Friday, February 12, 2016

One thing to rule them all – Ansible on Vagrant

Vagrant allows to play with multiple VMs easily, but with multiple VMs, it is dizzy to switch VMs back and forth, it is easy to do something on VM B when the intended VM is A.

Ansible comes to the rescue. With Ansible, you sit comfortably at one VM and control other VMs. In this blog, I will show you how to setup Ansible on Vagrant. 

The eventual setup will be like this:

My physical machine is win7, on it, I start 4 VMs. VM mgmt is my management VM, which I will install ansible and rule over other VMs. VM infra is where I install infrastructure tools, such consul and other monitoring tools, the rest VMs app1 and app2 is where I install applications. 

I do development work on win7, after testing out, I deploy them into VMs. A shared folder is setup between win7 and mgmt, so it is easy to move things around between win7 and VMs.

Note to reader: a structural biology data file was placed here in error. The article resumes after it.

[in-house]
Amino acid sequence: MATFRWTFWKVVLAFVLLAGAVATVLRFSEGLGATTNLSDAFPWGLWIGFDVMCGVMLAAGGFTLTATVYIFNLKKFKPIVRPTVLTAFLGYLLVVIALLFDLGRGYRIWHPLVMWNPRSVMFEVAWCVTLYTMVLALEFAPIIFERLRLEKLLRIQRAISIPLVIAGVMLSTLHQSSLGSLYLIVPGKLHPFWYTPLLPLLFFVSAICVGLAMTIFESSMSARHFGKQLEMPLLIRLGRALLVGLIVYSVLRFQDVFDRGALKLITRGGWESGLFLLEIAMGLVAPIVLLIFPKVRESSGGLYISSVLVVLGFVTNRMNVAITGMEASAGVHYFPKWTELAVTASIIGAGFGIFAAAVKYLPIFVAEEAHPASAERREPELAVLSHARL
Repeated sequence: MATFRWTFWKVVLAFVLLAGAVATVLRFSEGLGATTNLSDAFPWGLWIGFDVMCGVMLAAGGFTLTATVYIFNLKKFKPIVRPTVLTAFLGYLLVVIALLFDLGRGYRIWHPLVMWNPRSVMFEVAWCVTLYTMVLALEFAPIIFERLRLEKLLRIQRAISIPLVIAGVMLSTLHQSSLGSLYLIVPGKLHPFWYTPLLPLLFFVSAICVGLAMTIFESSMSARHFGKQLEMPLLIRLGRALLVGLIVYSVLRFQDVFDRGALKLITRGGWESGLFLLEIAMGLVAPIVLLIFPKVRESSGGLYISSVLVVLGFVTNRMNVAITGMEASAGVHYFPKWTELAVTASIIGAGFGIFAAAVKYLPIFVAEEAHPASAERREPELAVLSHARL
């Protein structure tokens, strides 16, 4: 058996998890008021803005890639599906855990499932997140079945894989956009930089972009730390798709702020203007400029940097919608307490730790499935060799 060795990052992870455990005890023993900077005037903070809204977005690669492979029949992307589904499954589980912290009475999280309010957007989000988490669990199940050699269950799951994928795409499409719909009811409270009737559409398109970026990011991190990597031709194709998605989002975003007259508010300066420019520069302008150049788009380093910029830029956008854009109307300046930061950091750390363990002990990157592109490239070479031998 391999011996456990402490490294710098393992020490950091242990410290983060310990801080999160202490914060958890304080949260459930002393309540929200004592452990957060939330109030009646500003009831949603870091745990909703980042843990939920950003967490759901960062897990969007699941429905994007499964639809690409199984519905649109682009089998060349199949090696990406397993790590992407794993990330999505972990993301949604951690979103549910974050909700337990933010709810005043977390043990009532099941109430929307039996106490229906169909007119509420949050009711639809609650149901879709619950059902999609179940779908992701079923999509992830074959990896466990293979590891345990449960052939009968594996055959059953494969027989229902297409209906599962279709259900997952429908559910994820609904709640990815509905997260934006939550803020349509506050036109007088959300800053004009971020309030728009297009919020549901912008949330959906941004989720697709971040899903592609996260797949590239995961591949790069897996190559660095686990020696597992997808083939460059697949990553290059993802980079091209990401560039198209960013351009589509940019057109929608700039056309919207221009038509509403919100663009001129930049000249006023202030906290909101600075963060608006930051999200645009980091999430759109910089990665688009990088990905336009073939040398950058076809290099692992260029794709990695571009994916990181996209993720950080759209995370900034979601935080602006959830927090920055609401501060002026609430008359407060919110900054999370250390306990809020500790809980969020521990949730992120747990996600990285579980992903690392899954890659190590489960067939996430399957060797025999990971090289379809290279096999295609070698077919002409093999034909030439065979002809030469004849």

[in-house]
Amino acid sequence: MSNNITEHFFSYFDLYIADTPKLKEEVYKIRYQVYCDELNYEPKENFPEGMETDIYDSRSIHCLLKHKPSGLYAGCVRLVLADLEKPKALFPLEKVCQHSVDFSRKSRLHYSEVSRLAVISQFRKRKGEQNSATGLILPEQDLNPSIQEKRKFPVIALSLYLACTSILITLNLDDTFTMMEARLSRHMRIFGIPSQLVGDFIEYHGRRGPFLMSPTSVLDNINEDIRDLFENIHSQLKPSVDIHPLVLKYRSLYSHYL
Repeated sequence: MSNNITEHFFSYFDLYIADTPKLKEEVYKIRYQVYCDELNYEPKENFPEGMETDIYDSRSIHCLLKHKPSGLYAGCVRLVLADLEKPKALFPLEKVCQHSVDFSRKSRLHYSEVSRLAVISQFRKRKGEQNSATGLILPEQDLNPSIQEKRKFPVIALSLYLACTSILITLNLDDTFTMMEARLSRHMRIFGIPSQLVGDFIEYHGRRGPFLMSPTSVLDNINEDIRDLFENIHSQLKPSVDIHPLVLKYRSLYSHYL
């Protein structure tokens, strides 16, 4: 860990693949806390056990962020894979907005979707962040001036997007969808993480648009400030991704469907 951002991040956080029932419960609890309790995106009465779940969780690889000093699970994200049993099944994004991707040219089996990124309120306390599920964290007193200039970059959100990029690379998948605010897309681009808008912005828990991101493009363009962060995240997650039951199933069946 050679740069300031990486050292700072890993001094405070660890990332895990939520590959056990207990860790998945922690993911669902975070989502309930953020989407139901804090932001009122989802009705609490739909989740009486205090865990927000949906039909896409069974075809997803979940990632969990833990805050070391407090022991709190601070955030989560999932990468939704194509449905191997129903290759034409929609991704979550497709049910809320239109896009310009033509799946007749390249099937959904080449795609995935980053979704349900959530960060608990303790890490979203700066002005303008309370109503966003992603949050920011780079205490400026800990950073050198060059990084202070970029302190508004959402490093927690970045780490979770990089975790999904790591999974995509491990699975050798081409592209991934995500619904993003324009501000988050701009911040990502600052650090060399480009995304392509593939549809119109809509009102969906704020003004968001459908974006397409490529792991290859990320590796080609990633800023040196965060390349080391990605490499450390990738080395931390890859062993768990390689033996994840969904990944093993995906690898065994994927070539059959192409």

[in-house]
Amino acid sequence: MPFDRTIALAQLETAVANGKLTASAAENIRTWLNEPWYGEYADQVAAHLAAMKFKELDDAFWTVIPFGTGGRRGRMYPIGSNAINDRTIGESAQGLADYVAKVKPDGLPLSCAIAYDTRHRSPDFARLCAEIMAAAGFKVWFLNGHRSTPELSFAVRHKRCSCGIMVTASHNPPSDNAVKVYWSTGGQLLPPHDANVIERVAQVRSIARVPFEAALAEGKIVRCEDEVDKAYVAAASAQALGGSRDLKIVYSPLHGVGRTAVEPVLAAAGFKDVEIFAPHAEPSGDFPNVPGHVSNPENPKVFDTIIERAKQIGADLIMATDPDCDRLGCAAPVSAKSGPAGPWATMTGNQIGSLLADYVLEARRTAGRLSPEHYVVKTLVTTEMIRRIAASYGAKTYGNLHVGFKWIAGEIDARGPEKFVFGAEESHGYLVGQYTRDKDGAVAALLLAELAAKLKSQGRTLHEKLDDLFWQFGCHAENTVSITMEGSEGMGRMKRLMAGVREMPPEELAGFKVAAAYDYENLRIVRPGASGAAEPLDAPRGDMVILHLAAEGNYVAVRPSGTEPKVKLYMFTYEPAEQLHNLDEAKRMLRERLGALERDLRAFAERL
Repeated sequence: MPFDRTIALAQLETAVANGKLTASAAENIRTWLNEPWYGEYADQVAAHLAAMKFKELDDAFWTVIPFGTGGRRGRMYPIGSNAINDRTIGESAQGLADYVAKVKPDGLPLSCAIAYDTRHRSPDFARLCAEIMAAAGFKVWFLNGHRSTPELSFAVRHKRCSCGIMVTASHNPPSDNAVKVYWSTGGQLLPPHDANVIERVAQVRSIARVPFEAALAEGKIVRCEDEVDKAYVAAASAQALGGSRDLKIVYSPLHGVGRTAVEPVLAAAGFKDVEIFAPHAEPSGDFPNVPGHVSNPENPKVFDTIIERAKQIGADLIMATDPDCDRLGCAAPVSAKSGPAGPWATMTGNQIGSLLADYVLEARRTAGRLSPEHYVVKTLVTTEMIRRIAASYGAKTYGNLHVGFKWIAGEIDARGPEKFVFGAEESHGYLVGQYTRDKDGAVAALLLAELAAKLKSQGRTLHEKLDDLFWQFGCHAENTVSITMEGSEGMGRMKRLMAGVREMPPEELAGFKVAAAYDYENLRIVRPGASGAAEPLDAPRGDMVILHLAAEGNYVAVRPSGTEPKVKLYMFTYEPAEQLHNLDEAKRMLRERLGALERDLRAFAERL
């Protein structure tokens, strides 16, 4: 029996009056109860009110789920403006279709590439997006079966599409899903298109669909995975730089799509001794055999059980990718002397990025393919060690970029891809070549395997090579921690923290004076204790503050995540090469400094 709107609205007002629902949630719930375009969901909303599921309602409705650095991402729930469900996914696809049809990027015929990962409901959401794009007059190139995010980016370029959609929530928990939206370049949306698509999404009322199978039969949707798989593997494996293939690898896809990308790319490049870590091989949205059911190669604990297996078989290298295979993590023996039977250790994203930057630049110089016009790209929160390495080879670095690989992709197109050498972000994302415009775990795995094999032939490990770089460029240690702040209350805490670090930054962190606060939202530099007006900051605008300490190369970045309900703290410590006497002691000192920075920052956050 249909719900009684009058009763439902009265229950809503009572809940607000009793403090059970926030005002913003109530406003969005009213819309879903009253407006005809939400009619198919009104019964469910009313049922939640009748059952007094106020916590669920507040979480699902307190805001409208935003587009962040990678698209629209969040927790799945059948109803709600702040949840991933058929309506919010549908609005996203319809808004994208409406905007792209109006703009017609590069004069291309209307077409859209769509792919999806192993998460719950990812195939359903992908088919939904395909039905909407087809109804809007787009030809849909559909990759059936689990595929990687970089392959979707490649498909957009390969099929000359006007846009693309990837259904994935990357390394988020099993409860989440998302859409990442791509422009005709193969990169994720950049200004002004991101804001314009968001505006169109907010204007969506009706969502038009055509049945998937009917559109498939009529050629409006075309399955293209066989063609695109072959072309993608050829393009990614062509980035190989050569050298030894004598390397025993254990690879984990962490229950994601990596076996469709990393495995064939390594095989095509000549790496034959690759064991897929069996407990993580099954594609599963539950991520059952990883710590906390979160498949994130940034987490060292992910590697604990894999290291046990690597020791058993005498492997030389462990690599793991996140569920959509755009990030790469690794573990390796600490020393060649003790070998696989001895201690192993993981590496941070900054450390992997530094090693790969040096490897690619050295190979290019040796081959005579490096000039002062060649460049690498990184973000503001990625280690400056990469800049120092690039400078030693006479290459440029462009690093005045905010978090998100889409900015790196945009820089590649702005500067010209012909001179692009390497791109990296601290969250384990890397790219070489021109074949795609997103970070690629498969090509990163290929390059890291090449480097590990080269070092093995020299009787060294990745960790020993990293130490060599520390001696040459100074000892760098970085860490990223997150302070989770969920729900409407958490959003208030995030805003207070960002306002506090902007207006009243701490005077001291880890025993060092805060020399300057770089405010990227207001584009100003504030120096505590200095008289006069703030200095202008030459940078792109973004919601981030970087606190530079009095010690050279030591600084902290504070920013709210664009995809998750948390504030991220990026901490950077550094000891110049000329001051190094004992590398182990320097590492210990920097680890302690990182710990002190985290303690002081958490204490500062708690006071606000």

Vagrant.configure("2") do |config|
   if Vagrant.has_plugin?("vagrant-proxyconf")
#replace with your proxies
        config.proxy.http= " https://<user>:<password>@<proxy-host>:<proxy-port>"
        config.proxy.https= " https://<user>:<password>@<proxy-host>:<proxy-port>"
        config.proxy.ftp= " https://<user>:<password>@<proxy-host>:<proxy-port>"
         config.proxy.no_proxy  = "localhost,"  
    if Vagrant.has_plugin?("vagrant-timezone")
    end = "ubuntu14.04-amd64"
   config.vm.box_url = ""
   config.ssh.forward_agent = true
   config.vm.provider "virtualbox" do |vb|      
             vb.gui = true 
            vb.customize ["modifyvm", :id, "--natdnshostresolver1", "on"]
              vb.customize ["modifyvm", :id, "--natdnsproxy1"       , "on"]            
             vb.customize ["modifyvm", :id, "--memory", 8192]
             vb.customize ['modifyvm', :id, '--nicpromisc1', 'allow-all']

             vb.customize ['modifyvm', :id, '--nicpromisc2', 'allow-all']
             vb.customize ["modifyvm", :id, "--ioapic"  , "on"]
             vb.customize ["modifyvm", :id, "--cpus"    , 2]
             vb.customize ["modifyvm", :id, "--pae"    , "on"]
             vb.customize ["modifyvm", :id, "--nictype1", "virtio"]
             vb.customize ["modifyvm", :id, "--nictype2", "virtio"]